(First published in The Dominion Post and on Stuff.co.nz, June 27.)
Earlier this year, France mourned when fire partially destroyed the Cathedral of Notre-Dame.
It was striking to see Parisians on their knees in the streets, praying and singing hymns – this in a country that was generally thought to have largely renounced Catholicism.
But it wasn’t just the French, or Catholics, who grieved. The world shared their pain, because Notre- Dame is acknowledged as one of Western civilisation’s architectural gems. Something about the sight of this ancient and glorious building in flames clearly touched even irreligious people.
The worldwide reaction to the Notre-Dame fire reminded us that buildings are important. Great architecture, like great music and great literature, has the power to inspire us. It’s also capable of making powerful statements about our history and culture.
So what great New Zealand buildings deserve to be celebrated? Er, not very many.
Of course we have no Notre-Dame, St Paul’s or Hagia Sophia, for the obvious reason that we’re one of the youngest countries in the world, in terms of human settlement.
But even allowing for that, our architectural heritage is pretty thin. Taking Wellington as an example, it’s hard to think of any building erected in my lifetime that evokes feelings of pride, still less awe. Lambton Quay, The Terrace and Molesworth Street are lined with monuments to dreary, functional conformity. There is no sense of vision or daring.
At best, Wellington has a handful of modern buildings that could be described as quirky. The Beehive – originally sketched on the back of a table napkin – arouses curiosity purely because of its novelty. It has minimal aesthetic appeal and must be cursed daily by the unfortunate occupants forced to work within its strictures.
Another famous oddball edifice is Roger Walker’s whimsical 1970s Park Mews in Hataitai – but again, it earned its fame as a conversation piece rather than for aesthetic merit.
On the rare occasions when an architect has created a modern building of enduring appeal, as John Scott did in the 1960s with Karori’s Futuna Chapel, it hasn’t always been treated with respect. Futuna was allowed to fall into disrepair (since rectified) and ended up hemmed in on all sides by town houses and barely able to breathe.
As for the significant public buildings that might be expected to make a statement about our values and aspirations, our architects have failed us.Te Papa, in its prime site beside the harbour, remains a slabby monstrosity that makes little sense inside or out.
And our supposedly “iconic” Supreme Court building, enclosed in a bronze thicket that’s intended to represent wind-blown pohutukawa and rata trees but looks more like tortured matagouri or a crown of thorns, is poorly served by its proximity to the elegant 19th century building that preceded it. The juxtaposition serves only to highlight the folly of contemporary architects straining for symbolism.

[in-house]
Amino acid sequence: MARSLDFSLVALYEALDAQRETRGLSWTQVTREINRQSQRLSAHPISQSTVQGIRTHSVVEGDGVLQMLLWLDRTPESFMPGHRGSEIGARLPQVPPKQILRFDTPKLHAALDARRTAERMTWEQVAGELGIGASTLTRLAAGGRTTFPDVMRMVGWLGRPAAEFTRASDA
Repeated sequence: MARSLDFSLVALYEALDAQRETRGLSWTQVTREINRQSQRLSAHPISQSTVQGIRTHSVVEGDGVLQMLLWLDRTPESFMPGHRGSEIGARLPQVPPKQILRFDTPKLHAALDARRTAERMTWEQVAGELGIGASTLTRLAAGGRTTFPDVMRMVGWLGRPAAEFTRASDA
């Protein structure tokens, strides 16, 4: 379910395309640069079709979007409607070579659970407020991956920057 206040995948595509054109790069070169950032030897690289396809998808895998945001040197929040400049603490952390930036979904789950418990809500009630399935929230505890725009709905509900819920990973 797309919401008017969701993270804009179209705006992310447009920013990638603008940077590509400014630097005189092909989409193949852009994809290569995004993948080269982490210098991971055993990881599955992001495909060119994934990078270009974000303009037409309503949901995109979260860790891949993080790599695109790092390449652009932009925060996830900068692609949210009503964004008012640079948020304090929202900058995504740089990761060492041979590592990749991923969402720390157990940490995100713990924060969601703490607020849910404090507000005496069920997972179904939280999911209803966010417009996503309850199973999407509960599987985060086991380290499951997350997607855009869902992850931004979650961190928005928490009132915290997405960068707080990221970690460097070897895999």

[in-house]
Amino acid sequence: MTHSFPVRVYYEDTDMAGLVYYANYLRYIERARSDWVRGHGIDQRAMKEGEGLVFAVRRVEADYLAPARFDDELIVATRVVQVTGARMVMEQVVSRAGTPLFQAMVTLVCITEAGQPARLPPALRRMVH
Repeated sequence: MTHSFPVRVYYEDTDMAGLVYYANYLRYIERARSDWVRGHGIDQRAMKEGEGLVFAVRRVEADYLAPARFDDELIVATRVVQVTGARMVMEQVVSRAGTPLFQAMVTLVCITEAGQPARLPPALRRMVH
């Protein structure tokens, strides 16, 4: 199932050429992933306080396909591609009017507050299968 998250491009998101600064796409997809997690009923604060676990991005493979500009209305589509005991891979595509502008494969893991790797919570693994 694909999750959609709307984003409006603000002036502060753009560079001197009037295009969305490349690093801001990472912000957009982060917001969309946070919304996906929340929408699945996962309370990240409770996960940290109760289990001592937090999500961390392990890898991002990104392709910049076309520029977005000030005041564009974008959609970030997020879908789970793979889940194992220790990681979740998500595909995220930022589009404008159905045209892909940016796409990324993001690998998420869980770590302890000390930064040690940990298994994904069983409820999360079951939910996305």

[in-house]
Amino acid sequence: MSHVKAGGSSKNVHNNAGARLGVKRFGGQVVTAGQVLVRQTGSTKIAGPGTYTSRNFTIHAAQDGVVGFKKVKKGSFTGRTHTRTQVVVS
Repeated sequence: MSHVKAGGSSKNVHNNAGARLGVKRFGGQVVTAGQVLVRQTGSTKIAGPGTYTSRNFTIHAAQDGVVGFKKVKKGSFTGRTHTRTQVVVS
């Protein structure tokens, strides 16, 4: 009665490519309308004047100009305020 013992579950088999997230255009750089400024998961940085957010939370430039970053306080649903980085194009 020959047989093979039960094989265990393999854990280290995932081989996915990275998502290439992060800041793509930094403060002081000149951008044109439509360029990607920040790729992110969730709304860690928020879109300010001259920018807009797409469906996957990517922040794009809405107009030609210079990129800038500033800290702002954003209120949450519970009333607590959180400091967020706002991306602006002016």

In fact look almost anywhere in the capital, and you can’t help but be struck by the contrast between buildings constructed in the latter half of the 20th century and those of earlier eras.
Sadly, some of those older buildings – among them the characterful Spanish Mission-style Midland Hotel – are long gone, but it remains true that the buildings which command our admiration today are mostly older ones. Perhaps even more remarkably, they have withstood earthquakes that rendered much newer structures uninhabitable.
St Gerard’s Monastery and Weir House are handsome buildings that make the most of their commanding locations. The latter bears the distinctive imprint of William Gray Young, who designed it in collaboration with Charles Lawrence.
Young left his mark all over the city, having also designed Wellington Railway Station, the Wellesley Club and the two-storeyed neo-Georgian gem in Kent Tce known as Elliott House.
Another architect who made an enduring contribution to Wellington’s architectural heritage was Frederick de Jersey Clere, who designed St Mary of the Angels and the lovely Wellington Harbour Board buildings that line Customhouse and Jervois quays.
Those who appreciate architectural aesthetics still admire these buildings. Will the same be true of structures such as the Michael Fowler Centre in 100 years’ time? I doubt it. The MFC looked outdated 10 years after it was built.
And now it seems Wellington’s character homes may be at risk too, as the city council looks at ways of squeezing more people into a limited area of land. High-rise apartment buildings occupy a smaller footprint than old houses – but at what aesthetic price?
Just as the historic inner-city suburbs of Melbourne and Sydney give those cities much of their distinctive character, so Wellington’s older homes have a personality that its commercial and public buildings conspicuously lack. But with the city’s record of architectural vandalism, no one should assume their future is secure.